Postcard from Genoa, Italy: The humorous patron saint of the grill

Strange to keep referencing my father, Lawrence Conway Brennan (1918-1988), in posts about Italy, but he had several things in common with his namesake saint, Saint Lawrence (225-258). And Saint Lawrence happens to be honored prominently in Genoa where the seat of the archbishop is the Cattedrale di San Lorenzo.

First of all, they were both treasurers, my father of the Columbian Peanut Company and Lawrence entrusted with the treasury and riches of the church by Pope Sixtus II (?-258). Then there is the grill. Valencian-born Saint Lawrence is pretty much always depicted with a gridiron at his side or underfoot and is known as the patron saint of cooks.

My father loved grilling, so much so that I actually grew sick of eating his prized marbled sirloin steaks and still am not much of a steak-eater today. His penchant for medium-rare did carry over to me. My father’s impeccable timing for grilling was governed by when he swilled the last sip of bourbon and water from his highball glass.

The iconography of Saint Lawrence’s gridiron is not as pleasant an association. While sometimes in subsequent centuries assuming responsibility for the Vatican treasury enabled accumulation of great personal wealth, the perks in 258 were not pleasant. Emperor Valerian (200-264) was not fond of Pope Sixtus II and his band. He demanded the Christian clergy perform sacrifices to the Roman gods. Failing to follow his order, Christian leaders were ordered executed.

You might have noticed Sixtus II and Saint Lawrence died during the same year, but Lawrence lived a few days longer. Missed during the initial sweep of those to be beheaded, the treasurer requested a delay of three days to assemble church treasures to “render them unto Caesar.” He rounded up the goods, but, instead of turning them over to Roman authorities, he distributed them to the poor and infirm.

Needless to say, the reallocation of church assets was not received well by the emperor’s minions. A simple beheading was deemed too merciful a fate for Lawrence. A massive gridiron was heated over a fiery bed of hot coals to ensure a slow, sizzling death process for him.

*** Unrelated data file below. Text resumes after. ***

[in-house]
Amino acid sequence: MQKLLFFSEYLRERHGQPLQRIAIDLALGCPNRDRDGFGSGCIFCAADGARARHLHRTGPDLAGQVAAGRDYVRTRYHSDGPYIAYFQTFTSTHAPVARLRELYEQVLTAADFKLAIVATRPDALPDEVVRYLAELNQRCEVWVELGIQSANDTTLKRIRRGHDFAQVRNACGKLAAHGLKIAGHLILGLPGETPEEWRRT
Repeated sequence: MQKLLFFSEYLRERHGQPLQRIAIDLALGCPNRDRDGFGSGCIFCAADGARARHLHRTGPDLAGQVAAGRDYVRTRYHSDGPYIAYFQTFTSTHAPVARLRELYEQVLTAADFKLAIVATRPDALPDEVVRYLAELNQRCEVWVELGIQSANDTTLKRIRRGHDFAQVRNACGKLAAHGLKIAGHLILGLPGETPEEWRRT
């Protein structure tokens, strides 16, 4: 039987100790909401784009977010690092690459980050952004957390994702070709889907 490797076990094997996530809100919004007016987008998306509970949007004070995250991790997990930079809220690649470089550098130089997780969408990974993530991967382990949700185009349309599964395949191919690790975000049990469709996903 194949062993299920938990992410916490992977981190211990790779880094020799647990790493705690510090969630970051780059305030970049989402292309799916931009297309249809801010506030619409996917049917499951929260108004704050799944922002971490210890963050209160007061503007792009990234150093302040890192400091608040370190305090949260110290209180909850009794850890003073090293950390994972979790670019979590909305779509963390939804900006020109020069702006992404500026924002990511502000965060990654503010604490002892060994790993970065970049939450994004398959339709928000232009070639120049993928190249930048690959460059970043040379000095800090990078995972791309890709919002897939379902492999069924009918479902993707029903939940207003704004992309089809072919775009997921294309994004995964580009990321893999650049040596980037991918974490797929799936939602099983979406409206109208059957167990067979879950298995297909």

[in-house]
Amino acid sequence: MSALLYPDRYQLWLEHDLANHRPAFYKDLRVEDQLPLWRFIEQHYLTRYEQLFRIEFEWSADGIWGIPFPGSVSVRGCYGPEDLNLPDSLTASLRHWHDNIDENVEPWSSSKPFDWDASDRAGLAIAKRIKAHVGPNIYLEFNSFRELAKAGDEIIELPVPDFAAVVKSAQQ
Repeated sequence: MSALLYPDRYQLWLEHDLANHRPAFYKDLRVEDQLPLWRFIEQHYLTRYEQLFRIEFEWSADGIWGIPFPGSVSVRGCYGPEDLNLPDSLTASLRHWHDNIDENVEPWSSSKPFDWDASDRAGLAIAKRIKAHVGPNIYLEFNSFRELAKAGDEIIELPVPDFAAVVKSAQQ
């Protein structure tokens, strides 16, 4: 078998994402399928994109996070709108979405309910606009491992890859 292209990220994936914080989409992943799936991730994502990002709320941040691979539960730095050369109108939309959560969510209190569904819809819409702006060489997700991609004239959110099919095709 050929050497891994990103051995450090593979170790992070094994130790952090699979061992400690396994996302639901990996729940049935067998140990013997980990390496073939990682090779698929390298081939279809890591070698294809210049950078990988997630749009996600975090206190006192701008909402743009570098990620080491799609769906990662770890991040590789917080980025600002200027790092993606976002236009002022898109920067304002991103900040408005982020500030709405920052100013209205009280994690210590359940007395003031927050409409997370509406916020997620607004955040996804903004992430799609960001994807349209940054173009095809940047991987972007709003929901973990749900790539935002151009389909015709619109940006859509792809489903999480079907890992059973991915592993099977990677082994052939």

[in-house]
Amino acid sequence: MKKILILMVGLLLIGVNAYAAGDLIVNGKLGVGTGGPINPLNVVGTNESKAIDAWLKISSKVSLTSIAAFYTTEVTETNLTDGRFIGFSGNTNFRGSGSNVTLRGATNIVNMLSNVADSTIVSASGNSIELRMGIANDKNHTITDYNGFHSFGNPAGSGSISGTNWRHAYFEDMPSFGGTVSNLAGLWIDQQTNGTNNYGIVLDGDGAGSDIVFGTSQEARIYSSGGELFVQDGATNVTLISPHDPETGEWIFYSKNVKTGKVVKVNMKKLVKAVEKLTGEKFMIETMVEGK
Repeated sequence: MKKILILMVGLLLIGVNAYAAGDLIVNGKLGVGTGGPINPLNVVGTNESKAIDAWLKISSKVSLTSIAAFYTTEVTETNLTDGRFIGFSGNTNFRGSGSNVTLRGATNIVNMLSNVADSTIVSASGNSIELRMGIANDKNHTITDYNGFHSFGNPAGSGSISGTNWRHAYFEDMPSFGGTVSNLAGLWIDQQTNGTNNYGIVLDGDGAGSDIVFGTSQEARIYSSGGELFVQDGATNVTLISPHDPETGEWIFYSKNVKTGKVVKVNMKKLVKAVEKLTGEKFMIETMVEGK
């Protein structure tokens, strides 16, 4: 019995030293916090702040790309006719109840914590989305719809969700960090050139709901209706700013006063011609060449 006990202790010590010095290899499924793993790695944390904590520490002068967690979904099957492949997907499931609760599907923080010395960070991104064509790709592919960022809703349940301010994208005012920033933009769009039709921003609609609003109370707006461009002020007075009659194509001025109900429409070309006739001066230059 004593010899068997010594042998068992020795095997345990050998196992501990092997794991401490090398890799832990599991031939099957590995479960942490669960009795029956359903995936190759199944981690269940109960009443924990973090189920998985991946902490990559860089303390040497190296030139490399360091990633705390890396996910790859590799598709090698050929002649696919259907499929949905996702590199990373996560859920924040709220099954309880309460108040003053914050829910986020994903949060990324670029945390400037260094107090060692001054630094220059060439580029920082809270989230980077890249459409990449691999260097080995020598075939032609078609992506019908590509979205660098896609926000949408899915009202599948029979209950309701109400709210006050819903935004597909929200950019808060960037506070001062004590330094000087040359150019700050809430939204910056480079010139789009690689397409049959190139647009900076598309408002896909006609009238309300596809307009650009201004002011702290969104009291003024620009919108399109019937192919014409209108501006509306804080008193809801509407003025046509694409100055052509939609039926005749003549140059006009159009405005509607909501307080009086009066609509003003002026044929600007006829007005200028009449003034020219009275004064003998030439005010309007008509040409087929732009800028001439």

After roasting for a considerable amount of time, legend claims Saint Lawrence piped up with a request: “I’m well done on this side. Turn me over.” A memorable quip meriting his saintly status as a patron of both cooks and comedians.

The impressive 1828 silver reliquary, above, containing some of Saint Lawrence’s unidentified smoked body remnants in its chest, is housed amid a collection of impressive silver and gold treasures housed in a museum under the cathedral in Genoa. Included there is a ceremonial casket for transporting the ashes of Saint John the Baptist, presumably not including his head as we viewed it enshrined in Rome in the Basilica di San Silvestro in Capite, on appropriate church holidays. And displayed also is yet another chalice with claims of being used for Jesus’ final sip of wine at the Last Supper. No wonder the search through the centuries for the “real” Holy Grail has been so convoluted and controversial.

In memory of Saint Lawrence’s sacrifices, the Genoese built an impressive Duomo atop/around the site of several earlier churches. The cathedral was consecrated in 1118 by Pope Galasius II (1060-1119) during his brief year-long papal reign.

Obviously from the photos above, the handsome cathedral underwent numerous major changes through the centuries resulting in layers of different architectural styles.

Perhaps my father’s mastery of the art of grilling was directed by his patron saint perched upon his shoulder? That, accompanied by a little devil perched on his glass urging him not to let those ice cubes melt.